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The Bang Bang Club: Harrowing Drama About Photojournalists, Timelier Than Ever

The Bang Bang Club: Harrowing Drama About Photojournalists, Timelier Than Ever

With powerful immediacy, and an eerie resonance with today’s headlines, The Bang Bang Club takes us into the dangerous world of combat photography. Set in South Africa in 1994, the drama is based on the real lives of four men who photographed the violence just before that country’s first non-apartheid election.

But the greatest difference between then to now is a small one: their cameras seem primitive in our digital era. The Bang Bang Club and today’s news – and what happened recently to one of the photographers the film is based on – reveal how little has really changed.

The film’s South Africa, where photographers are caught in lethal crossfire, might also be Libya just yesterday, where Tim Hetherington, a war photographer and the co-director of Restrepo, and photographer Chris Hondros were killed while covering the fighting between rebels and Quaddafi’s forces.

The four photographers – Greg Marinovich (Ryan Philippe), Kevin Carter (Taylor Kitsch), Joao Silva (Neels Van Jaarsveld) and Ken Oosterbroek (Frank Rautenbach) – competed with each other yet traveled into dangerous areas together for relative safety, and became known as The Bang Bang Club after they balked at being called Bang Bang Paparazzi in a feature story about them. They aren’t depicted as saints; they have as much careerism and addiction to danger as the next war reporter. But unlike paparazzi they have a sense of purpose, of creating images that make the world a witness to war and its unimaginable atrocities.

The film’s writer/director, Steven Silver, is a South African who lived through that period, and he carries us into the center of danger. We see horrors close-up even as the photographers take Pulitzer-Prize-winning shots: Marinovich, young and relatively green, sees a man burnt alive; Carter captures a now-famous image of a starving Sudanese child with a vulture hovering nearby. There are bloody corpses everywhere. And the film doesn’t shy away from the unresolved questions those situations evoke: what is the photographer’s responsibility?

Marinovich is the film’s center, and he confronts those questions most dramatically. At one point he asks his girlfriend, the paper’s photo editor (Malin Akerman) to hold a light while he take pictures of murdered corpses. He has lost sight of the question that makes her flee: where is the line between creating images that make witnesses of us all, and simply acting like a humane person?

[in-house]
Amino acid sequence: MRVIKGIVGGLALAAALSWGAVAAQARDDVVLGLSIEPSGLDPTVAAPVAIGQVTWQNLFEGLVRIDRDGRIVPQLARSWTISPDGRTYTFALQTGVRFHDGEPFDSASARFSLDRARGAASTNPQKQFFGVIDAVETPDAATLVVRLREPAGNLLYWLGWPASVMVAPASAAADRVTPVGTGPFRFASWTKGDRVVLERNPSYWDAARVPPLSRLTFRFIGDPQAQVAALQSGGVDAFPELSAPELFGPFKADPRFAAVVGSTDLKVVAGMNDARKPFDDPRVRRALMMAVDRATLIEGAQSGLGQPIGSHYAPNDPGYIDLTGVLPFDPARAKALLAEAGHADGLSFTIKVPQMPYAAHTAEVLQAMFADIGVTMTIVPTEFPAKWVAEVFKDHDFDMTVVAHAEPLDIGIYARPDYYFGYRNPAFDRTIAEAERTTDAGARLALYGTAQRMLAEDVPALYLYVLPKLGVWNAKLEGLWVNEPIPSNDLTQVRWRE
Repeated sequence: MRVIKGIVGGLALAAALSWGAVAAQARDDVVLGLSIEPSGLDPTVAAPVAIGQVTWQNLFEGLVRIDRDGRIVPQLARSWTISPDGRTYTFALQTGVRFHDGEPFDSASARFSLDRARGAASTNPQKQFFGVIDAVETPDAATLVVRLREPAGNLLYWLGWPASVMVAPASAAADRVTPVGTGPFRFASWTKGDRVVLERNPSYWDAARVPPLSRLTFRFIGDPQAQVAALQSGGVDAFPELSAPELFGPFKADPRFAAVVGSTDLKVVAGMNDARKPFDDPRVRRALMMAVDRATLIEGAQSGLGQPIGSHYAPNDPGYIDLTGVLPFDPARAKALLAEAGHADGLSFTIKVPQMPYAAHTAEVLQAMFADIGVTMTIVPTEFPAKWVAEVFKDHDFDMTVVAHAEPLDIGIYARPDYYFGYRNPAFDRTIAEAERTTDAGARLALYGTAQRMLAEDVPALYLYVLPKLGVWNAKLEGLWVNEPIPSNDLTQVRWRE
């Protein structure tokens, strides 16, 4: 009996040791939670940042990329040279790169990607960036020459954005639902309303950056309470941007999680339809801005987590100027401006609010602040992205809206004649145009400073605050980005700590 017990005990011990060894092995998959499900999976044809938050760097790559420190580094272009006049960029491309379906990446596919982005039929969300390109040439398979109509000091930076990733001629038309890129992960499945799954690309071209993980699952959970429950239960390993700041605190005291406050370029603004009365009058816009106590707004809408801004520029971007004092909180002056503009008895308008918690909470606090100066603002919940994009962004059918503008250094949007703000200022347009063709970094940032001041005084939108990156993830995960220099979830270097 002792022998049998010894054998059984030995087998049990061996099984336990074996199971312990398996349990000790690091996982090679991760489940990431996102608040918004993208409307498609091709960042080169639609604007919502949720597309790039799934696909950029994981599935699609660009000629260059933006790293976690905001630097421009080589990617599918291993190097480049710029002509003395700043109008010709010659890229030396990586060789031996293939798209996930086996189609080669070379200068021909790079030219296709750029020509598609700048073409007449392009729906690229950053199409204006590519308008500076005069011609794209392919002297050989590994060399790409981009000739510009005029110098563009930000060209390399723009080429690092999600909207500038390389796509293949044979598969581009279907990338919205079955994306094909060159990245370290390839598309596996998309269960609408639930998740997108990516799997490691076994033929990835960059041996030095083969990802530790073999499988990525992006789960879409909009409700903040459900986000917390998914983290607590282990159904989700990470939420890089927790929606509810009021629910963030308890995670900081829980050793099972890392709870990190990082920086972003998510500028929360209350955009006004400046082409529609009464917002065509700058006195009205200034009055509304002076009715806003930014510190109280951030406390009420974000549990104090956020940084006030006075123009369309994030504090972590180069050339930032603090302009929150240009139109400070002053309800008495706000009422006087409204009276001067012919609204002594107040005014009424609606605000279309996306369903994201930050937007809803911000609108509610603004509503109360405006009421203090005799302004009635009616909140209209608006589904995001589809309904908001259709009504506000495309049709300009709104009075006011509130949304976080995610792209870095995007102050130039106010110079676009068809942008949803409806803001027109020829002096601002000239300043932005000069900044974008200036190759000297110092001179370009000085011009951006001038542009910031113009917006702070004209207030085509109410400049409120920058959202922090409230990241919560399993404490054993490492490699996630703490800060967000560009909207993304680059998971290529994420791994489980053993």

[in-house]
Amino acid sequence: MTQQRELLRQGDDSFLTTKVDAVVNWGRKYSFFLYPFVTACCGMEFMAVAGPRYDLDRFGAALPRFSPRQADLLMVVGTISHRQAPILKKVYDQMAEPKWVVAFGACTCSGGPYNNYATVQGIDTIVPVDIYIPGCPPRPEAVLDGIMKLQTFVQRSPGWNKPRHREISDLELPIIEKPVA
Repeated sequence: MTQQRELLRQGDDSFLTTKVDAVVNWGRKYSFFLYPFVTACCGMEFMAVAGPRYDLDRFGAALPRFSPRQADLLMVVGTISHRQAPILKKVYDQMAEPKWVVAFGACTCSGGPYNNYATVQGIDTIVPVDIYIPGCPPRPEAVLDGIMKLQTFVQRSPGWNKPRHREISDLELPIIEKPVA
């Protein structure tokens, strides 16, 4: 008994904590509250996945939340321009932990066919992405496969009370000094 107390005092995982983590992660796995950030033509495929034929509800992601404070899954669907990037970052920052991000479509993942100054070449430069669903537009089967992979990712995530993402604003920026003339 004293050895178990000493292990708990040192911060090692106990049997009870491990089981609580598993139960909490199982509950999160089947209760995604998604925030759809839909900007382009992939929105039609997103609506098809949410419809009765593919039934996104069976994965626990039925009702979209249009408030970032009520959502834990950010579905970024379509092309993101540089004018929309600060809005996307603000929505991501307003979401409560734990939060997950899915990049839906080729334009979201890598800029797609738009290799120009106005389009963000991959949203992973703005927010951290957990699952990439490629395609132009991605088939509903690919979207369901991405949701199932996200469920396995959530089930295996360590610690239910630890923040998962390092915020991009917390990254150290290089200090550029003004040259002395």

The Bang Bang Club never becomes didactic, though. Silver doesn’t have to bludgeon us with themes; the real-life drama takes care of that.

Carter was a mess, increasingly out of touch because of drugs, haunted by the images that made him successful. As the film shows, he committed suicide, and left behind a wrenching note that read in part: “I am depressed .. without phone …money for rent … money for child support …I am haunted by the vivid memories of killings and corpses and anger and pain … of starving or wounded children, of trigger-happy madmen ..” Kitsch does justice to the best role he’s had yet.

Not long before Carter’s suicide, Oosterbroek was killed by crossfire between a peacekeeping force and supporters of the African National Congress.

And the drama continues to bleed off screen. The film’s end credits tell us that Marinovich has been shot four times in his career. They don’t tell us what happened since the film was made. This past October, while working in Afghanistan, Joao Silva stepped on a mine and lost both his legs. (He has begun walking with artificial legs, rehabilitating at Walter Reed Hospital, and Marinovich has started a website to help support him.)

The Bang Bang Club opens in New York and other cities tomorrow and is on VOD now. And tomorrow at 6:00 I’ll moderate a talk with Taylor Kitsch, Greg Marinovich and Steven Silver at the Apple Store in Soho as part of Apple and IndieWIRE’s Meet the Filmmaker series during the Tribeca Film Festival, so please come by. Of course, that’s beside the point; if I didn’t truly admire this film I would not have written a word about it.

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